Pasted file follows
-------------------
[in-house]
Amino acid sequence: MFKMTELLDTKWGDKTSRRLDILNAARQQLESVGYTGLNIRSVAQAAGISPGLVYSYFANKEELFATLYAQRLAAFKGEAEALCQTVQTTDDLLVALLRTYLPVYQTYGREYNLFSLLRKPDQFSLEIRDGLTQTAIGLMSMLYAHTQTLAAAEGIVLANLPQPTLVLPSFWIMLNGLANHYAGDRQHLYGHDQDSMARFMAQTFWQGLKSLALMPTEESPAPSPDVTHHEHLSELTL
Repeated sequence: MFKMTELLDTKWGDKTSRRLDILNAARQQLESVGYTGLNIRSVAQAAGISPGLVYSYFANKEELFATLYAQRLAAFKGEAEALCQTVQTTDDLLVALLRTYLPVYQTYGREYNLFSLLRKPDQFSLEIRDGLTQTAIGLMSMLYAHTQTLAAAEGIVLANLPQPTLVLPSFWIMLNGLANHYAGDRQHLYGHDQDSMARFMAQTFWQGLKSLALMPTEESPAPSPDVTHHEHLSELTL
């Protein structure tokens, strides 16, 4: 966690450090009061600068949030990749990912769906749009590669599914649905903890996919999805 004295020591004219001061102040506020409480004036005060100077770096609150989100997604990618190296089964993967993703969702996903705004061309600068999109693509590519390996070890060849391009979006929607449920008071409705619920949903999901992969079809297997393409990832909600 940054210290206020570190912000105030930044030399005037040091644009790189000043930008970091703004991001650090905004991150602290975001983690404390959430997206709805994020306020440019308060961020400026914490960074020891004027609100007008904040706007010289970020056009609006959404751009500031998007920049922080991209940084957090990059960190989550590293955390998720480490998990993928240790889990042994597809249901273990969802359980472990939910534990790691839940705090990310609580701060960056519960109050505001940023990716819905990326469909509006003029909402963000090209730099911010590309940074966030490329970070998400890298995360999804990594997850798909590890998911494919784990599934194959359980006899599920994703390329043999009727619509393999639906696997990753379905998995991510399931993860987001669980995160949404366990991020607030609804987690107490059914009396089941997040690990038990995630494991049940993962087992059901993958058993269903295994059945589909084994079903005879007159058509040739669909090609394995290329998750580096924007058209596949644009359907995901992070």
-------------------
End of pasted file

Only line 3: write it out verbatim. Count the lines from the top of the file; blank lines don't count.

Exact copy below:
Repeated sequence: MFKMTELLDTKWGDKTSRRLDILNAARQQLESVGYTGLNIRSVAQAAGISPGLVYSYFANKEELFATLYAQRLAAFKGEAEALCQTVQTTDDLLVALLRTYLPVYQTYGREYNLFSLLRKPDQFSLEIRDGLTQTAIGLMSMLYAHTQTLAAAEGIVLANLPQPTLVLPSFWIMLNGLANHYAGDRQHLYGHDQDSMARFMAQTFWQGLKSLALMPTEESPAPSPDVTHHEHLSELTL